Courtesy of Encore Las Vegas

Wynn and Encore

While these are technically two resorts, they're sisters born of Steve Wynn's vision (and bankroll), and their combined seven pools share a grown-up, upscale feel. The Wynn has four pools: the long main pool, where the fitness-inclined swim morning laps; a European ("toptional") pool, and two private pools for Tower Suite guests. The crowds at Encore's main pool and European pool are nearly as well-behaved as those next door, but for those looking for a little more energy, there's the DJ music and gaming pavilion at Encore Beach Club. (Wynn and Encore pools for guests only; Encore Beach $30 for women, $40 for men)

Courtesy of Bellagio Las Vegas

Bellagio

Reminiscent of a sumptuous Italian villa, with a Mediterranean-inspired tile entrance, fragrant potted citrus, and hand-carved stone fountains, the five pools at Bellagio are a respite from the crowds and blaring music of other resort pools. Two are lap pools, and there are four soothing whirlpools, as well. For an even more exclusive experience, you can pay for chairs at the Cypress Premier Lounges and avail yourself of the refreshing Evian misters, fruit-infused waters, and smoothie shots. Food, drink, and massages can be ordered poolside. (Open to hotel guests only; lounge chairs start at $50, daybeds $150 and cabanas $300)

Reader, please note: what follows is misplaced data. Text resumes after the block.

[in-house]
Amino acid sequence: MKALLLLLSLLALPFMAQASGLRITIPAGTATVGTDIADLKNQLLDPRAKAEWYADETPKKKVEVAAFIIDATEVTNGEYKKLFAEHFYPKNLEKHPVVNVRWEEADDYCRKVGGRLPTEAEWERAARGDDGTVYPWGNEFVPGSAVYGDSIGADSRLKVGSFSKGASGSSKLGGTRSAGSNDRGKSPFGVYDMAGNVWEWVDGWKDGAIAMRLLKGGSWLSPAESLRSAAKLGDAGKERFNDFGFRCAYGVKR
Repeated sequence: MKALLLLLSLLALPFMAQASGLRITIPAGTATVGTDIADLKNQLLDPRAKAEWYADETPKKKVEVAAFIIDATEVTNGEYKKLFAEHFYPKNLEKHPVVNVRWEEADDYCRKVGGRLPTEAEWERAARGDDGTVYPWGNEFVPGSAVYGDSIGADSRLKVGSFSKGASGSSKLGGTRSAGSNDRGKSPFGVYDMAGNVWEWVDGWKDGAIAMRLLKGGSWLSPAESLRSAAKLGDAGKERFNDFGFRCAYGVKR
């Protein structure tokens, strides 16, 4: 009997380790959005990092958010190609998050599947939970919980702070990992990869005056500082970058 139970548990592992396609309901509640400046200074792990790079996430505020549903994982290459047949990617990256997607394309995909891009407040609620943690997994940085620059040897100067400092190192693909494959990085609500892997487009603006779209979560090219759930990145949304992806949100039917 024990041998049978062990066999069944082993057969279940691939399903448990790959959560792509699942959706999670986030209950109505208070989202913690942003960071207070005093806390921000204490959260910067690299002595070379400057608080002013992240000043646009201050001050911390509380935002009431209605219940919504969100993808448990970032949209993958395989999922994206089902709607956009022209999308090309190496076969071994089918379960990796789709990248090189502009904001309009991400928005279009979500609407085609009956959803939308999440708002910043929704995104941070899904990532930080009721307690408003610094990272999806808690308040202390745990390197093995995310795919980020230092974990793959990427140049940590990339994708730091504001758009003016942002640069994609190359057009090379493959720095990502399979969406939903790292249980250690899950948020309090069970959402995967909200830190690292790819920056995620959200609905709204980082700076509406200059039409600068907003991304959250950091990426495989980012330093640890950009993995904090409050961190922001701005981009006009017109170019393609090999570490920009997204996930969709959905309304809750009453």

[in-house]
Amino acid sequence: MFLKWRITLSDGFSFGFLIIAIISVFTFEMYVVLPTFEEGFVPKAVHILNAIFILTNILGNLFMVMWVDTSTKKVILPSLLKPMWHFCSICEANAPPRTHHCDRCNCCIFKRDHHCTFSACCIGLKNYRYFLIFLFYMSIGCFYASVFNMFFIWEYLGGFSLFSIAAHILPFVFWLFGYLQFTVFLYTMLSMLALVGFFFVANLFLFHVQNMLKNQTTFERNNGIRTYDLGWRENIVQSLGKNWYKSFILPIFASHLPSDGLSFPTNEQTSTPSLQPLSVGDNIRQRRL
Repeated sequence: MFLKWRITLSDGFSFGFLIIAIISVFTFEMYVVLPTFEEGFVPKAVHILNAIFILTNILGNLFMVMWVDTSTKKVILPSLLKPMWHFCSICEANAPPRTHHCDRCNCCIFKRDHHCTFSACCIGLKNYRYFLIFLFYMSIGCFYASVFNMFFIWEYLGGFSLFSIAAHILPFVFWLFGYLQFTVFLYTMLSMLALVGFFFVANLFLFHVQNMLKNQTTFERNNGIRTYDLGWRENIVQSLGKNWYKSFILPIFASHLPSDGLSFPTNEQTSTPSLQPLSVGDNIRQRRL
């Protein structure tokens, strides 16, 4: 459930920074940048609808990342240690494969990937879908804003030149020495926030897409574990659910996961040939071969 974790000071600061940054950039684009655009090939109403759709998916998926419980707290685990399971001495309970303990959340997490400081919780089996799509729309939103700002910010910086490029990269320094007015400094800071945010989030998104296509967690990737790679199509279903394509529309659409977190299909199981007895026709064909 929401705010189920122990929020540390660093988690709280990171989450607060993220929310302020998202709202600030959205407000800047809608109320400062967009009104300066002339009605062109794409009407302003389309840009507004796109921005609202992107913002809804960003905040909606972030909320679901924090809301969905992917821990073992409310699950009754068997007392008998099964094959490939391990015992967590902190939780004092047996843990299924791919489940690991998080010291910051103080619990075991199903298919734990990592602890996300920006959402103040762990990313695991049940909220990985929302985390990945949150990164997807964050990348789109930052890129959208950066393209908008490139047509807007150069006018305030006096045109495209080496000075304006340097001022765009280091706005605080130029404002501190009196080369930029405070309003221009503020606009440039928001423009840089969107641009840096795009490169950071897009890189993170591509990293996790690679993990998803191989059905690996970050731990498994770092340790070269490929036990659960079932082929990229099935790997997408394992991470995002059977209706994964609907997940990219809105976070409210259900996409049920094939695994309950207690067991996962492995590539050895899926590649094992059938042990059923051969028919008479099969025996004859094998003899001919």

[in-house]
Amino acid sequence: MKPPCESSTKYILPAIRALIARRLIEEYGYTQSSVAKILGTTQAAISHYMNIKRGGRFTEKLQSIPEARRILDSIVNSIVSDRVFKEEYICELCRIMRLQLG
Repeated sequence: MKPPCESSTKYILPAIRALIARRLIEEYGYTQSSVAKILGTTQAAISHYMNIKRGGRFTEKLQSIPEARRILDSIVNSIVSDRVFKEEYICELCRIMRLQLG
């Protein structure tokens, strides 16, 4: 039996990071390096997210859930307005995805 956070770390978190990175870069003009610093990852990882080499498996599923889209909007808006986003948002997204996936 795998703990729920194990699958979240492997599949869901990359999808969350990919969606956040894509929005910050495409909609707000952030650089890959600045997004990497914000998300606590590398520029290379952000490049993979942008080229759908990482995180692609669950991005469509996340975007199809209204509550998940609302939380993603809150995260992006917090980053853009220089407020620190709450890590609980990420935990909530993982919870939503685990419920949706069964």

Courtesy of Flamingo Las Vegas

Flamingo

Opened by Bugsy Siegel in 1946—the third hotel on the Strip and the oldest one today—the Flamingo still feels a lot like Old Vegas until you step into its pool area. Above and behind GO is a quieter pool, more suitable for families; a water slide connects to a kiddie pool below. But the real action is down on the main level, where white-clad dancers display their talent atop tiny island-stages in the pool. On busy weekends at GO, expect limbo competitions, raft races, and bootie-shaking contests. It's definitely not for the uptight. (Free for guests, $25 for non-guests, $15 for guests of other Caesars hotels)

Courtesy of Flickr/maveric2003; CC BY 2.0

Golden Nugget

If you don't mind wandering off The Strip (bonus: off-Strip prices), there's nothing quite like the The Tank at the Golden Nugget, another Old Vegas icon (built downtown in 1946). The resort underwent a $30 million renovation a few years ago, including a pool that boasts a 200,000-gallon aquarium. From three floors up, a waterslide propels you down through the middle of the tank, a Plexiglas-like tunnel the only thing between you and tiger, nurse, and zebra sharks. Once the thrill of hurtling through sharks wears off, you can retire to the two-story Hideout infinity pool on the third level. (Free for guests, $20 for non-guests 12 and over, $15 for kids 11 and under)